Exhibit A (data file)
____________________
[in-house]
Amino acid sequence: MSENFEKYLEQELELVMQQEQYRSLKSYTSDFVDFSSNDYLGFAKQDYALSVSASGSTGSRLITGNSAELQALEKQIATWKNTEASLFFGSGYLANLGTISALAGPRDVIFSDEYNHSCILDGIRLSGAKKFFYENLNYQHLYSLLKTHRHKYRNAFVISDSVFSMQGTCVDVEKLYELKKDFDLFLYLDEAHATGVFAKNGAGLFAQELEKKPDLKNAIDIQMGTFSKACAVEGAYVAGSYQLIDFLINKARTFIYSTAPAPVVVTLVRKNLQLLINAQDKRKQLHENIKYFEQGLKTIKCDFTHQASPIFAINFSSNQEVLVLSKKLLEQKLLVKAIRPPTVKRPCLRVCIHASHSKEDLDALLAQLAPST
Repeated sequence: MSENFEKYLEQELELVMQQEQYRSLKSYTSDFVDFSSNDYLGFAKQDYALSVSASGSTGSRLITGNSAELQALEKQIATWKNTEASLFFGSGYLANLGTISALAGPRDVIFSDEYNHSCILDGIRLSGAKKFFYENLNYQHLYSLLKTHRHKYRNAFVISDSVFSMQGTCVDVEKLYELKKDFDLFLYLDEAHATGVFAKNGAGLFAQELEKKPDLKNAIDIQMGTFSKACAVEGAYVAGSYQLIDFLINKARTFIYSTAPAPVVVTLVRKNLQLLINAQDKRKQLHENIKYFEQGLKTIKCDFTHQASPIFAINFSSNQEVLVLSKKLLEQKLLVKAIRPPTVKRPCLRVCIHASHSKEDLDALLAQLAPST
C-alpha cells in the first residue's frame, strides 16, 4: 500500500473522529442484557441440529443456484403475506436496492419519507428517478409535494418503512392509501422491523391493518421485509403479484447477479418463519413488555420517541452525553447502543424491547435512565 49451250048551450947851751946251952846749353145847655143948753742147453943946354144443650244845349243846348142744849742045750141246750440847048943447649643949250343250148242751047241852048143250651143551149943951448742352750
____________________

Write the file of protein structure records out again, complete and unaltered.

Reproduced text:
[in-house]
Amino acid sequence: MSENFEKYLEQELELVMQQEQYRSLKSYTSDFVDFSSNDYLGFAKQDYALSVSASGSTGSRLITGNSAELQALEKQIATWKNTEASLFFGSGYLANLGTISALAGPRDVIFSDEYNHSCILDGIRLSGAKKFFYENLNYQHLYSLLKTHRHKYRNAFVISDSVFSMQGTCVDVEKLYELKKDFDLFLYLDEAHATGVFAKNGAGLFAQELEKKPDLKNAIDIQMGTFSKACAVEGAYVAGSYQLIDFLINKARTFIYSTAPAPVVVTLVRKNLQLLINAQDKRKQLHENIKYFEQGLKTIKCDFTHQASPIFAINFSSNQEVLVLSKKLLEQKLLVKAIRPPTVKRPCLRVCIHASHSKEDLDALLAQLAPST
Repeated sequence: MSENFEKYLEQELELVMQQEQYRSLKSYTSDFVDFSSNDYLGFAKQDYALSVSASGSTGSRLITGNSAELQALEKQIATWKNTEASLFFGSGYLANLGTISALAGPRDVIFSDEYNHSCILDGIRLSGAKKFFYENLNYQHLYSLLKTHRHKYRNAFVISDSVFSMQGTCVDVEKLYELKKDFDLFLYLDEAHATGVFAKNGAGLFAQELEKKPDLKNAIDIQMGTFSKACAVEGAYVAGSYQLIDFLINKARTFIYSTAPAPVVVTLVRKNLQLLINAQDKRKQLHENIKYFEQGLKTIKCDFTHQASPIFAINFSSNQEVLVLSKKLLEQKLLVKAIRPPTVKRPCLRVCIHASHSKEDLDALLAQLAPST
C-alpha cells in the first residue's frame, strides 16, 4: 500500500473522529442484557441440529443456484403475506436496492419519507428517478409535494418503512392509501422491523391493518421485509403479484447477479418463519413488555420517541452525553447502543424491547435512565 49451250048551450947851751946251952846749353145847655143948753742147453943946354144443650244845349243846348142744849742045750141246750440847048943447649643949250343250148242751047241852048143250651143551149943951448742352750